So, we had some new folks join our team this month, and were shocked to receive business cards and encouragement to use LinkedIn. Why should this be so odd? I’ve given it a lot of thought, and I think it’s a disconnect between the traditional way business has been done in the last thirty years and the rise of social media.
Take a manufacturing company like Westinghouse – they manufacture appliances and electrical devices, and 90% of the company is inward-facing. To mean, factory workers, manager, analysts, engineers, human resource personnel, security guards, and administrators spend their entire focus at work on their workplace, and very little time, effort, or attention is given to anyone that exists outside their walls – even if it’s other companies or individuals interested in their brand or products. They have a select number of account managers or sales personnel that might go to the occasional conference, broker deals with distributors or wholesalers or vendors, but maybe 1% of the company is paying attention to what happens outside the company.
This kind of structure made sense in the 50’s, when faxes were sent on that oily paper and business cards where the staple of executives and managers. But now everyone can have an account on LinkedIn and represent their company, CEOs tweet updates to the world, and business cards can be ordered for $50.
There is a need for human beings to communicate with other human beings, not logos or monolithic office complexes – we remember Steve Jobs, Peter Jackson – we even might remember John Chen of Blackberry, or Chuck Runyon or Dave Mortenson of Anytime Fitness, because they are charismatic, quirky, refreshingly honest, funny, or just damn smart. And while these are top-tier examples, we remember the customer service rep who went the extra distance, or the IT support person with the distinctive voice, or the friendly delivery person who dropped off your courier package. It’s only natural for us to form connections with the people around us (as long as we take the time to put down our smart phones).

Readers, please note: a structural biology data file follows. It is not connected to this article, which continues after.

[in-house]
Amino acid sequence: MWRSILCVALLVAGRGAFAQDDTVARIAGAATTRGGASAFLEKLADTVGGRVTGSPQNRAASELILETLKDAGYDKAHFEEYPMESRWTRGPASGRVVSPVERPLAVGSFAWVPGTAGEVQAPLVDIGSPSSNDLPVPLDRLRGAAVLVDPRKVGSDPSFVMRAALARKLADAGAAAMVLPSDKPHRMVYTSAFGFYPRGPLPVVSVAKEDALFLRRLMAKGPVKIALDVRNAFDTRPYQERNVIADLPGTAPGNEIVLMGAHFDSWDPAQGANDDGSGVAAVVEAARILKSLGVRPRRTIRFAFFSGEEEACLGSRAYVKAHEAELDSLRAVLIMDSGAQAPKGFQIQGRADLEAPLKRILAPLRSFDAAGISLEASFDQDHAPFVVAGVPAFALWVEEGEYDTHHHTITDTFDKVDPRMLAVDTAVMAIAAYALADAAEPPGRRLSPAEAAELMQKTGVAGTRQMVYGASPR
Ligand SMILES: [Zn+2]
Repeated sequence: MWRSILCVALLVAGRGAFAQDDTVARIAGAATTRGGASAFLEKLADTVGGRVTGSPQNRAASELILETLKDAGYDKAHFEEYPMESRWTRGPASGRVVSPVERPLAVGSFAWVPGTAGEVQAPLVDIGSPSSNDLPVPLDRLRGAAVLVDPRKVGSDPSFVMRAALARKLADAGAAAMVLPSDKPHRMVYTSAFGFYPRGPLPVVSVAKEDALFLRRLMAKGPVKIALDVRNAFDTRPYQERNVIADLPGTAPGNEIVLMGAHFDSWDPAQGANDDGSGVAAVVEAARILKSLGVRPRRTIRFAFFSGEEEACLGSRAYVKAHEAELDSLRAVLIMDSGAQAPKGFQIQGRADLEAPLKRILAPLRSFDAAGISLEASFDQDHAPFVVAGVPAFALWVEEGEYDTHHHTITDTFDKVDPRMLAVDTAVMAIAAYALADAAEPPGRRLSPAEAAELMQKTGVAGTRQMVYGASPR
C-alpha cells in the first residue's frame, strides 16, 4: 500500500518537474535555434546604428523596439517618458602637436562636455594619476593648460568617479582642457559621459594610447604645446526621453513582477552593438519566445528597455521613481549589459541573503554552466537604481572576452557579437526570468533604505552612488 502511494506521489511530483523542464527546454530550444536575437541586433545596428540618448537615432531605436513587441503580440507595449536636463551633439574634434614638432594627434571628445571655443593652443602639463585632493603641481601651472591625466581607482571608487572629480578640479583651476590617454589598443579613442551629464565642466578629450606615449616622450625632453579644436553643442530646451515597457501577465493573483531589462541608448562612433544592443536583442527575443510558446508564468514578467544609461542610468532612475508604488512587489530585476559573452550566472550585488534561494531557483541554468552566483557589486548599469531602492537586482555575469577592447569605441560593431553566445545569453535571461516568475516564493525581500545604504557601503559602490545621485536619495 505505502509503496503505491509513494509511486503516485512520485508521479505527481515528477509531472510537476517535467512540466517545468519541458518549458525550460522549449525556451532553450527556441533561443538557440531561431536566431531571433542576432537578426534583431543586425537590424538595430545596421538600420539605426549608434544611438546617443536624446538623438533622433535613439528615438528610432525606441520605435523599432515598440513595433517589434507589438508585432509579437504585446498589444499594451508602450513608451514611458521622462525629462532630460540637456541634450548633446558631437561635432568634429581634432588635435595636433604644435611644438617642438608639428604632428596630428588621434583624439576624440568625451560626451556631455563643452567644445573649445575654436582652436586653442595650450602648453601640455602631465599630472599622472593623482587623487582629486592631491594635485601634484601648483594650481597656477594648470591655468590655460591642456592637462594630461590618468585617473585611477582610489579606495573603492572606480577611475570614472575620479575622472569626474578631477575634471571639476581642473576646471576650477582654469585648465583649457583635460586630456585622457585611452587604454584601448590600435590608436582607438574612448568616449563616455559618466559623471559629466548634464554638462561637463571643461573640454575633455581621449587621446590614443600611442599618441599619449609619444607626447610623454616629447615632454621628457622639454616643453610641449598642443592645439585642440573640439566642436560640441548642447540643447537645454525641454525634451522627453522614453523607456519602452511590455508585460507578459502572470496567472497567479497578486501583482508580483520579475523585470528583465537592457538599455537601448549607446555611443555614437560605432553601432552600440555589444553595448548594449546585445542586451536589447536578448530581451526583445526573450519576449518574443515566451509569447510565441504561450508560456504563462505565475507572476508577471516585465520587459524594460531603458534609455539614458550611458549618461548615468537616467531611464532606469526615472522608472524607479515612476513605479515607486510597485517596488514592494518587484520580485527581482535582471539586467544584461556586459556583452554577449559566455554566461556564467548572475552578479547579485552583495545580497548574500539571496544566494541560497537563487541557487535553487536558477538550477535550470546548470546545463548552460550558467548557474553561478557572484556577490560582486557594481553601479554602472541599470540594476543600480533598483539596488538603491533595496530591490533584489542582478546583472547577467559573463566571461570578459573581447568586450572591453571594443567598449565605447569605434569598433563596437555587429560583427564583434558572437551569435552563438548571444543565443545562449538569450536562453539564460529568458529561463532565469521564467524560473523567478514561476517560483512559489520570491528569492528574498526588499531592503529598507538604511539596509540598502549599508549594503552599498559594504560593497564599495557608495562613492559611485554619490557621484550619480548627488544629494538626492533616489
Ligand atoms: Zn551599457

If we can encourage and support our employees, team members, and co-workers to be passionate about their brands, and make even a little ‘noise’ about what they do and how they do it, people will be encouraged and interested in your company, and they may buy from you, or they might mention it to someone they know – but it surely can’t hurt.
For our personal case, we are a collection agency based in Canada – and we’ve seen unprecedented growth in the last four years, mostly because the team shares the responsibilities of outward facing communication – some of it is ‘sales’ in the traditional sense, some of it is being a point of contact, and some of it is posting and sharing articles on LinkedIn or Twitter. In the last year, 274 clients have joined us, and collectively with existing clients have listed over 150,000 collection accounts to us, all without a dedicated ‘sales manager’.
I think our success proves I’m not crazy – trust me, spend a few hundred dollars, and buy all your employees business cards. Encourage work time use of LinkedIn. Send them to conferences and trade shows. Let them be the ambassadors of your company, and collectively work together to grow. Internally, people will feel valued and trusted, which is never a bad thing – externally, many voices will make your company seem dynamic and vibrant. It probably is dynamic and vibrant, but 1% of your team can’t pass that message along to everyone.
If you want to talk about employee empowerment, communication or social media, I’m happy to chat at any point. Feel free to drop me an email or call.
KINGSTON Data & Credit